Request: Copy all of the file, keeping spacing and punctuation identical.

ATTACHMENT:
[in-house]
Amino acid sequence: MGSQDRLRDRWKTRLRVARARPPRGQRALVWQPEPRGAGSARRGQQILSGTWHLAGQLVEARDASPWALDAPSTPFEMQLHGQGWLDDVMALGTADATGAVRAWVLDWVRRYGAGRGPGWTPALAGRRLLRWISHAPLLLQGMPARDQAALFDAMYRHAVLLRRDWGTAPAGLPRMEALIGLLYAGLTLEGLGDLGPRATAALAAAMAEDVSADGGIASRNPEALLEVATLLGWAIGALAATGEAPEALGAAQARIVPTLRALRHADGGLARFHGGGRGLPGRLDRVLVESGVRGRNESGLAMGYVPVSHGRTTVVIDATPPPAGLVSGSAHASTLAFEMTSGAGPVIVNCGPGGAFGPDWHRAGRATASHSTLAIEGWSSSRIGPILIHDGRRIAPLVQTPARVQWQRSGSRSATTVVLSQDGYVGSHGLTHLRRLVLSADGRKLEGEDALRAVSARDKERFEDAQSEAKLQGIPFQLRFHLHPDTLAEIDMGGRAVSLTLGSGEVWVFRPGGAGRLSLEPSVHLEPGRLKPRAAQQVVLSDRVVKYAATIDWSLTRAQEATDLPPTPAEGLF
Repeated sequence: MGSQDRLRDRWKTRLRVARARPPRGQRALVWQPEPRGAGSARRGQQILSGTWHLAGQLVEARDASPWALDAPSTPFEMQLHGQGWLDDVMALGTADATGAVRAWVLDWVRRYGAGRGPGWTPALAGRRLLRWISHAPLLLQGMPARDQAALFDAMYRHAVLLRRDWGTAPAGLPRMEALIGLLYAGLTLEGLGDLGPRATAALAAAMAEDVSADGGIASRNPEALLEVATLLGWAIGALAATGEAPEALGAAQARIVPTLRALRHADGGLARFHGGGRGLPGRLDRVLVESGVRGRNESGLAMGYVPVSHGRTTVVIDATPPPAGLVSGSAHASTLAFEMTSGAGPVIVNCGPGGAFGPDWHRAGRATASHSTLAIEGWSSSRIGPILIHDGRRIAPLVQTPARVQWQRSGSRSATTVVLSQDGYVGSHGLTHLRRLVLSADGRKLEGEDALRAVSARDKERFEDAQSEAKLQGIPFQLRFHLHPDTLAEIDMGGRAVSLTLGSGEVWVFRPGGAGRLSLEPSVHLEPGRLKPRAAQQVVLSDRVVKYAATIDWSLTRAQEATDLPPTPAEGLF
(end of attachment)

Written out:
[in-house]
Amino acid sequence: MGSQDRLRDRWKTRLRVARARPPRGQRALVWQPEPRGAGSARRGQQILSGTWHLAGQLVEARDASPWALDAPSTPFEMQLHGQGWLDDVMALGTADATGAVRAWVLDWVRRYGAGRGPGWTPALAGRRLLRWISHAPLLLQGMPARDQAALFDAMYRHAVLLRRDWGTAPAGLPRMEALIGLLYAGLTLEGLGDLGPRATAALAAAMAEDVSADGGIASRNPEALLEVATLLGWAIGALAATGEAPEALGAAQARIVPTLRALRHADGGLARFHGGGRGLPGRLDRVLVESGVRGRNESGLAMGYVPVSHGRTTVVIDATPPPAGLVSGSAHASTLAFEMTSGAGPVIVNCGPGGAFGPDWHRAGRATASHSTLAIEGWSSSRIGPILIHDGRRIAPLVQTPARVQWQRSGSRSATTVVLSQDGYVGSHGLTHLRRLVLSADGRKLEGEDALRAVSARDKERFEDAQSEAKLQGIPFQLRFHLHPDTLAEIDMGGRAVSLTLGSGEVWVFRPGGAGRLSLEPSVHLEPGRLKPRAAQQVVLSDRVVKYAATIDWSLTRAQEATDLPPTPAEGLF
Repeated sequence: MGSQDRLRDRWKTRLRVARARPPRGQRALVWQPEPRGAGSARRGQQILSGTWHLAGQLVEARDASPWALDAPSTPFEMQLHGQGWLDDVMALGTADATGAVRAWVLDWVRRYGAGRGPGWTPALAGRRLLRWISHAPLLLQGMPARDQAALFDAMYRHAVLLRRDWGTAPAGLPRMEALIGLLYAGLTLEGLGDLGPRATAALAAAMAEDVSADGGIASRNPEALLEVATLLGWAIGALAATGEAPEALGAAQARIVPTLRALRHADGGLARFHGGGRGLPGRLDRVLVESGVRGRNESGLAMGYVPVSHGRTTVVIDATPPPAGLVSGSAHASTLAFEMTSGAGPVIVNCGPGGAFGPDWHRAGRATASHSTLAIEGWSSSRIGPILIHDGRRIAPLVQTPARVQWQRSGSRSATTVVLSQDGYVGSHGLTHLRRLVLSADGRKLEGEDALRAVSARDKERFEDAQSEAKLQGIPFQLRFHLHPDTLAEIDMGGRAVSLTLGSGEVWVFRPGGAGRLSLEPSVHLEPGRLKPRAAQQVVLSDRVVKYAATIDWSLTRAQEATDLPPTPAEGLF